Health & Safety

January 10, 2014

The importance of appointment accountability

Medical appointments are critical to the continued performance of Soldiers at the National Training Center and Fort Irwin. The staff members of our medical facilities work hard to provide medical attention to Soldiers and family members, so it is extremely important to ensure medical appointments are kept.

There are many reasons why maintaining accountability for medical appointments is so important. First, the staff members of medical facilities have a duty to provide medical attention to their clients. As stated in the Weed Army Community Hospital Mission Statement, their mission is “To provide synchronized command and control, resource allocation, and oversight to ensure a healthy military community and ready adaptive force.”

When someone makes an appointment, the medical team dedicates their time, staff, and resources to make sure the situation is handled. However, when someone doesn’t attend their appointment without giving them a notice of absence, the team becomes unable to accomplish their mission. Instead of providing a needed service, they are forced to waste valuable time that could have been dedicated to someone on a wait list. As Soldiers in the Army we have a duty to look out for our brothers and sisters, and part of that is to not burden the appointment system by failing to show up for scheduled medical care.

Second, when you make an appointment that appointment is considered your place of duty. The NTC policy letter 20, ‘Medical and Dental Late and No Show Policy,’ dated, Sept. 23, 2013, states: “The Soldier’s place of duty is at the appropriate medical or dental facility at the appointed time for his/her appointment.” Failure to be at your place of duty could result in disciplinary action under Article 86, Uniform Code of Military Justice (absence without leave).

There are many ways for a Soldier to maintain accountability for appointments. The first and most effective way is to utilize the chain of command. In fact, NTC policy letter 20 states that, “Soldiers must inform their supervisor when they schedule a routine or specialty appointment.” Informing your chain of command is extremely important, because it provides situational awareness to supervisors, who can make sure you attend your appointments and are not late. Additionally, you should always write down the times and dates of your appointments and store it somewhere where you will be constantly reminded of it. For example, a refrigerator door or notes on a desktop are excellent reminders. Setting phone reminders is also a great way to keep track of your appointments. Finally, you could ask one of your family members or battle buddies to remind you.

Ultimately, missing medical and dental appointments can be detrimental to the mission of our local facilities as well as the readiness of our Army. That is why it is so important to maintain accountability for appointments.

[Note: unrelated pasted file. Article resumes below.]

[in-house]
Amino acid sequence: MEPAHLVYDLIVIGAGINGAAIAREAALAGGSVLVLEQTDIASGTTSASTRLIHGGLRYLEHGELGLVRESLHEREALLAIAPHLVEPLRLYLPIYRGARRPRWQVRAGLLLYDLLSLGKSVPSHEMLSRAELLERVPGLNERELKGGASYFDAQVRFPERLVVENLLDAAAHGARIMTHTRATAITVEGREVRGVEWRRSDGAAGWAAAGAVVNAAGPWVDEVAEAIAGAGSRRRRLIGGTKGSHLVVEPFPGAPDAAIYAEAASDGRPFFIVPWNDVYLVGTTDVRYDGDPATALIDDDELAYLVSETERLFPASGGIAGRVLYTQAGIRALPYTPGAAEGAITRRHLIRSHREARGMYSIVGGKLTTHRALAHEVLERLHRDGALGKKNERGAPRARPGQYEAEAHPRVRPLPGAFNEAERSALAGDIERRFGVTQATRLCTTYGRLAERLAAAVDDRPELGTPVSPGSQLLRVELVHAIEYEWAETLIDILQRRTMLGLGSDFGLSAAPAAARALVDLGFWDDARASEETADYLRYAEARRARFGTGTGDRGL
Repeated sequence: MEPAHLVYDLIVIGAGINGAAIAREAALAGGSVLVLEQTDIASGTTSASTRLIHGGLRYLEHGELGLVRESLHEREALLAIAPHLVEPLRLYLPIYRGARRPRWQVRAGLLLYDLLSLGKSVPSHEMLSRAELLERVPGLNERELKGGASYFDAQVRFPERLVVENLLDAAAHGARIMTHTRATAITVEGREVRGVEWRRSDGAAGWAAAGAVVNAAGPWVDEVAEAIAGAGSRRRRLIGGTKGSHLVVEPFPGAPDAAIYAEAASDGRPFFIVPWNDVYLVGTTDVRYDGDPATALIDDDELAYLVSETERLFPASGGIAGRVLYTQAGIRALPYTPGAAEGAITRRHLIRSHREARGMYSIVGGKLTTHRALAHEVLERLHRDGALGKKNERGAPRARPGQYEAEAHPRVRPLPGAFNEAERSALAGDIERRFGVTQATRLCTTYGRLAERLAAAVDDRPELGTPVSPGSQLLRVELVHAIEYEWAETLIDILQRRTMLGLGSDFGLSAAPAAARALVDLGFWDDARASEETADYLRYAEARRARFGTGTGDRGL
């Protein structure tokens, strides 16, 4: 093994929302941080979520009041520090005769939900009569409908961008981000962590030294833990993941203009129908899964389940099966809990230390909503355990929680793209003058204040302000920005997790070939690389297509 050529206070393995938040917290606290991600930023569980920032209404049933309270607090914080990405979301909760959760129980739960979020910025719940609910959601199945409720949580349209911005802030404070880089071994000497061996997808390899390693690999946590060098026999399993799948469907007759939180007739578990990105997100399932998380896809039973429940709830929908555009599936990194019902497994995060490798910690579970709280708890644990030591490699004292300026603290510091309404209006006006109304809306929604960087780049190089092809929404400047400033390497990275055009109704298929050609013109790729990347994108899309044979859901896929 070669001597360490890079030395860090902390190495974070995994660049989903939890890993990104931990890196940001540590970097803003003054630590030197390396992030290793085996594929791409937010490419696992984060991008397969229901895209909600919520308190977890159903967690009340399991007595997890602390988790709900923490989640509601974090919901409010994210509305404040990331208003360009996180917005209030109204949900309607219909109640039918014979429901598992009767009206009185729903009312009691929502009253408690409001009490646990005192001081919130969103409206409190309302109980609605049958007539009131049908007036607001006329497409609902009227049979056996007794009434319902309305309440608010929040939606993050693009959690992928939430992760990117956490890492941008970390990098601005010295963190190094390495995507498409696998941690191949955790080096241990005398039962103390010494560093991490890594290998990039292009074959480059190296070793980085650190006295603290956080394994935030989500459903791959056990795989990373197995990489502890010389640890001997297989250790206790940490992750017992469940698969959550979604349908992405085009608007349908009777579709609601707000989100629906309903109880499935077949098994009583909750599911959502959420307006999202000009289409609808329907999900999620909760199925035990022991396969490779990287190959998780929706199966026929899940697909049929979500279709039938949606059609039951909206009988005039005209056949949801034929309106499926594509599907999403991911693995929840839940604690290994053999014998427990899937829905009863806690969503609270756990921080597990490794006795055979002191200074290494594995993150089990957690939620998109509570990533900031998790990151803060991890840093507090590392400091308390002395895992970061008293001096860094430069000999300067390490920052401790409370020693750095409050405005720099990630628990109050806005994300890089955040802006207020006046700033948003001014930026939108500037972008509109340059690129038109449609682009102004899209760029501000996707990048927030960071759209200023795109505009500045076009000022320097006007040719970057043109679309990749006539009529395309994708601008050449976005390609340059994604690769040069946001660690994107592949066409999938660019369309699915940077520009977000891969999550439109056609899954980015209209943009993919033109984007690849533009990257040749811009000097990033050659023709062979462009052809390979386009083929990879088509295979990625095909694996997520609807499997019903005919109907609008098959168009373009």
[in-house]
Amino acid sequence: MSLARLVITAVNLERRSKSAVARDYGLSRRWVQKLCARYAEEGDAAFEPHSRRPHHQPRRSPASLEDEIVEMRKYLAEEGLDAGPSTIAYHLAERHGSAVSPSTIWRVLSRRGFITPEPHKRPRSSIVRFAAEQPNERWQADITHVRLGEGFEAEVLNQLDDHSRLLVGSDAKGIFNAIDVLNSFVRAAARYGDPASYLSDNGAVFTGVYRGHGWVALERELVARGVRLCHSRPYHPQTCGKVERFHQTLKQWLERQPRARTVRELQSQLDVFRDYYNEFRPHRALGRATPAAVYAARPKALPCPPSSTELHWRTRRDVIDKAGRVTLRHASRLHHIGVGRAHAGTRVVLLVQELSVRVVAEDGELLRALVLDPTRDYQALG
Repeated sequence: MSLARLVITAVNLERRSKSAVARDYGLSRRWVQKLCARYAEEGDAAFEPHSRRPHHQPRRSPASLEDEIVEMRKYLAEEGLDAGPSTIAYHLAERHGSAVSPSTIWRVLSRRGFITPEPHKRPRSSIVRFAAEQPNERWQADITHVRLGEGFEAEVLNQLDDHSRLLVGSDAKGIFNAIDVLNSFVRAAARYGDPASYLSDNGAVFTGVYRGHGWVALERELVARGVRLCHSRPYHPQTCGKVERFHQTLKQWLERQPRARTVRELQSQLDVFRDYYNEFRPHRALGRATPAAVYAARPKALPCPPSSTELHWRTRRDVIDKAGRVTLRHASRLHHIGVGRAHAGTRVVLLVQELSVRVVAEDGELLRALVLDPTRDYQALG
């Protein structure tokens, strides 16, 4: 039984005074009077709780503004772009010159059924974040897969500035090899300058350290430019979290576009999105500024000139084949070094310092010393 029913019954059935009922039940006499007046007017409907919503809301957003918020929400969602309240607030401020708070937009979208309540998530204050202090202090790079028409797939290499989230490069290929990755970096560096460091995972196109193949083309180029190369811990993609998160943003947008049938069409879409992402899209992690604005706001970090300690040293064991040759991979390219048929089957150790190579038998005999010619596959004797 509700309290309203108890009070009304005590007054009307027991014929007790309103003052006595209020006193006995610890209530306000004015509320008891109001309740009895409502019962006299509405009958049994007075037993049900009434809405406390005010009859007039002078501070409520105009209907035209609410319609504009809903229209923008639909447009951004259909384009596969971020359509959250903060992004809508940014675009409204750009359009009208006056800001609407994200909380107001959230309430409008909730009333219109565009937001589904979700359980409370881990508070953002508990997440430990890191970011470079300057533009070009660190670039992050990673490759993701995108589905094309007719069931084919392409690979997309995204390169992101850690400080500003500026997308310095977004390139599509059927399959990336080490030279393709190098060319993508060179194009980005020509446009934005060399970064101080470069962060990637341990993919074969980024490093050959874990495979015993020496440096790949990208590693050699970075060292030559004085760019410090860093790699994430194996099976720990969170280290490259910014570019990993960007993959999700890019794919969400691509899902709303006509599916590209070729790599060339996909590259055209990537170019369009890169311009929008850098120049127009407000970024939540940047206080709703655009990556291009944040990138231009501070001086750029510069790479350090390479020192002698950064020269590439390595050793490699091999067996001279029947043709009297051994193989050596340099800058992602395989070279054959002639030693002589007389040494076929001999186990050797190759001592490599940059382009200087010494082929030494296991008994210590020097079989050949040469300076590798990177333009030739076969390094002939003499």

All of this week's top headlines to your email every Friday.


 
 

 

Legal counsel helps Soldiers with Integrated Disability Evaluation System

Soldiers undergoing a medical evaluation board sometimes feel lost and confused with the significant decisions they have to make that will affect their military careers and the rest of their lives. The Office of Soldiers’ Counsel is the Army’s team of qualified and trained attorneys and paralegals who assist Soldiers in the Integrated Disability Evaluation...
 
 
JAG_seal

The power to contract – use it wisely

The basic memorialization or record of any business transaction is a contract. More often than not, this contract is the only evidence of any relationship between the parties to the transaction. Whether you are purchasing somet...
 
 
Convoy_brief

NTC trainers prepare units for success on battle fields of today, tomorrow

Staff Sgt. Marcus McCormick, of the 289th Quartermaster Company, provides a convoy its mission brief Aug. 20 during a morning supply mission.   The training that rotational units receive here can be brutal – challenging ...
 

 
Gustavo Bahena

Department of Defense official views training area

Gustavo Bahena National Training Center and Fort Irwin Commander Maj. Gen. Ted Martin motions while speaking with Jamie Morin, director of Cost Assessment and Program Evaluation for the Department of Defense. The director of Co...
 
 
Photo by Capt. Jessica Cook

Women combat isolation with mentorship

Photo by Capt. Jessica Cook Sgt. Meriem Ettioutioui (right), 51st Translator and Interpreter Company, talks with Spc. Farida Alvi and Spc. Maryam Mahfeli, also with 51st TICO, about her deployment experience in 2013. The tough ...
 
 
Gustavo Bahena

IMCOM command sergeant major visits Fort Irwin

Gustavo Bahena Fort Irwin USAG Commander Col. Jon Braga points to an illustration of the installation’s future new hospital while speaking with Command Sgt. Maj. Jeffrey Hartless, of United States Army Installation Management...
 




0 Comments


Be the first to comment!


Leave a Reply

Your email address will not be published. Required fields are marked *

You may use these HTML tags and attributes: <a href="" title=""> <abbr title=""> <acronym title=""> <b> <blockquote cite=""> <cite> <code> <del datetime=""> <em> <i> <q cite=""> <strike> <strong>


Directory powered by Business Directory Plugin